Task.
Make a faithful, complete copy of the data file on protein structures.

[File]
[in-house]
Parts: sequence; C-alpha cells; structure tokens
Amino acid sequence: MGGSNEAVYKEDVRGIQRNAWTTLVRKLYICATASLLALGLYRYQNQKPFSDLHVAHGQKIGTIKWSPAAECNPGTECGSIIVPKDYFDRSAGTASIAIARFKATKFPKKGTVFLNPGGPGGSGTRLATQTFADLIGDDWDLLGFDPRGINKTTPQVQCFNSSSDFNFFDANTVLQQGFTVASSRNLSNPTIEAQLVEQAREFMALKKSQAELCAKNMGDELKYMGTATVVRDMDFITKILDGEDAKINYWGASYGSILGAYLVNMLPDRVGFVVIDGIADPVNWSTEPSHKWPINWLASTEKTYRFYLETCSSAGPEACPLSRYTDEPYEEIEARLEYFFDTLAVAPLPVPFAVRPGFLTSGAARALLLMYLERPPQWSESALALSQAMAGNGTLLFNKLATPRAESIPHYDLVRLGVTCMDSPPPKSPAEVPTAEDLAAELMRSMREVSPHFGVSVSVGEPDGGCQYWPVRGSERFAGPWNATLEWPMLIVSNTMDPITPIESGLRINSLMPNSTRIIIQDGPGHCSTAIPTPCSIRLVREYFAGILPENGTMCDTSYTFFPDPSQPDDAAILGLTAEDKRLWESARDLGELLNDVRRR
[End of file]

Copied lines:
[in-house]
Parts: sequence; C-alpha cells; structure tokens
Amino acid sequence: MGGSNEAVYKEDVRGIQRNAWTTLVRKLYICATASLLALGLYRYQNQKPFSDLHVAHGQKIGTIKWSPAAECNPGTECGSIIVPKDYFDRSAGTASIAIARFKATKFPKKGTVFLNPGGPGGSGTRLATQTFADLIGDDWDLLGFDPRGINKTTPQVQCFNSSSDFNFFDANTVLQQGFTVASSRNLSNPTIEAQLVEQAREFMALKKSQAELCAKNMGDELKYMGTATVVRDMDFITKILDGEDAKINYWGASYGSILGAYLVNMLPDRVGFVVIDGIADPVNWSTEPSHKWPINWLASTEKTYRFYLETCSSAGPEACPLSRYTDEPYEEIEARLEYFFDTLAVAPLPVPFAVRPGFLTSGAARALLLMYLERPPQWSESALALSQAMAGNGTLLFNKLATPRAESIPHYDLVRLGVTCMDSPPPKSPAEVPTAEDLAAELMRSMREVSPHFGVSVSVGEPDGGCQYWPVRGSERFAGPWNATLEWPMLIVSNTMDPITPIESGLRINSLMPNSTRIIIQDGPGHCSTAIPTPCSIRLVREYFAGILPENGTMCDTSYTFFPDPSQPDDAAILGLTAEDKRLWESARDLGELLNDVRRR